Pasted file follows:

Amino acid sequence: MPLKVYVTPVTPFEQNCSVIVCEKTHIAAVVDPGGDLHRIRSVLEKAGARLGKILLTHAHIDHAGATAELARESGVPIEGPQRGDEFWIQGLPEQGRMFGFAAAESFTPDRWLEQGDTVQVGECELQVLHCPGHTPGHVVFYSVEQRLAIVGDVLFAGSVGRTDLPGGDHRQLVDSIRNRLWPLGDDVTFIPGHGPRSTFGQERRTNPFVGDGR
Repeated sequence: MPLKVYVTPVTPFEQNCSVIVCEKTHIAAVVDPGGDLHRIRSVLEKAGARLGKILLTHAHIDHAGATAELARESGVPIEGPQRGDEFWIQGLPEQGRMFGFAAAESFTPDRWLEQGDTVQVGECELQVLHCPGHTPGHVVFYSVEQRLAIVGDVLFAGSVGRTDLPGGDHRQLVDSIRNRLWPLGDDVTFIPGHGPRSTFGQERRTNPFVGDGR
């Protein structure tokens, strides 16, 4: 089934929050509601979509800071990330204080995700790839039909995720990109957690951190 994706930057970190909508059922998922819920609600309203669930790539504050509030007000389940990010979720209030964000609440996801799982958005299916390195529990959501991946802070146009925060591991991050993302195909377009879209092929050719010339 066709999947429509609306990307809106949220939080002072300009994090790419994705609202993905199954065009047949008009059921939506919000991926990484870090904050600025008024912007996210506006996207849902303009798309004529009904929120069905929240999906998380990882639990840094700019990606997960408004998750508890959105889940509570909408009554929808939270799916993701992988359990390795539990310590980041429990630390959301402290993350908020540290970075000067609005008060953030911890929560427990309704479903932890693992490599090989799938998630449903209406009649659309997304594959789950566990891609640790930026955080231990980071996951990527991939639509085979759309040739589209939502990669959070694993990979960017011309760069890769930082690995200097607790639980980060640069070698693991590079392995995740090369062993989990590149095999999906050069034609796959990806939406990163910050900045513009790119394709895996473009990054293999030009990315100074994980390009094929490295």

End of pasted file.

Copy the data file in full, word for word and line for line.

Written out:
Amino acid sequence: MPLKVYVTPVTPFEQNCSVIVCEKTHIAAVVDPGGDLHRIRSVLEKAGARLGKILLTHAHIDHAGATAELARESGVPIEGPQRGDEFWIQGLPEQGRMFGFAAAESFTPDRWLEQGDTVQVGECELQVLHCPGHTPGHVVFYSVEQRLAIVGDVLFAGSVGRTDLPGGDHRQLVDSIRNRLWPLGDDVTFIPGHGPRSTFGQERRTNPFVGDGR
Repeated sequence: MPLKVYVTPVTPFEQNCSVIVCEKTHIAAVVDPGGDLHRIRSVLEKAGARLGKILLTHAHIDHAGATAELARESGVPIEGPQRGDEFWIQGLPEQGRMFGFAAAESFTPDRWLEQGDTVQVGECELQVLHCPGHTPGHVVFYSVEQRLAIVGDVLFAGSVGRTDLPGGDHRQLVDSIRNRLWPLGDDVTFIPGHGPRSTFGQERRTNPFVGDGR
């Protein structure tokens, strides 16, 4: 089934929050509601979509800071990330204080995700790839039909995720990109957690951190 994706930057970190909508059922998922819920609600309203669930790539504050509030007000389940990010979720209030964000609440996801799982958005299916390195529990959501991946802070146009925060591991991050993302195909377009879209092929050719010339 066709999947429509609306990307809106949220939080002072300009994090790419994705609202993905199954065009047949008009059921939506919000991926990484870090904050600025008024912007996210506006996207849902303009798309004529009904929120069905929240999906998380990882639990840094700019990606997960408004998750508890959105889940509570909408009554929808939270799916993701992988359990390795539990310590980041429990630390959301402290993350908020540290970075000067609005008060953030911890929560427990309704479903932890693992490599090989799938998630449903209406009649659309997304594959789950566990891609640790930026955080231990980071996951990527991939639509085979759309040739589209939502990669959070694993990979960017011309760069890769930082690995200097607790639980980060640069070698693991590079392995995740090369062993989990590149095999999906050069034609796959990806939406990163910050900045513009790119394709895996473009990054293999030009990315100074994980390009094929490295």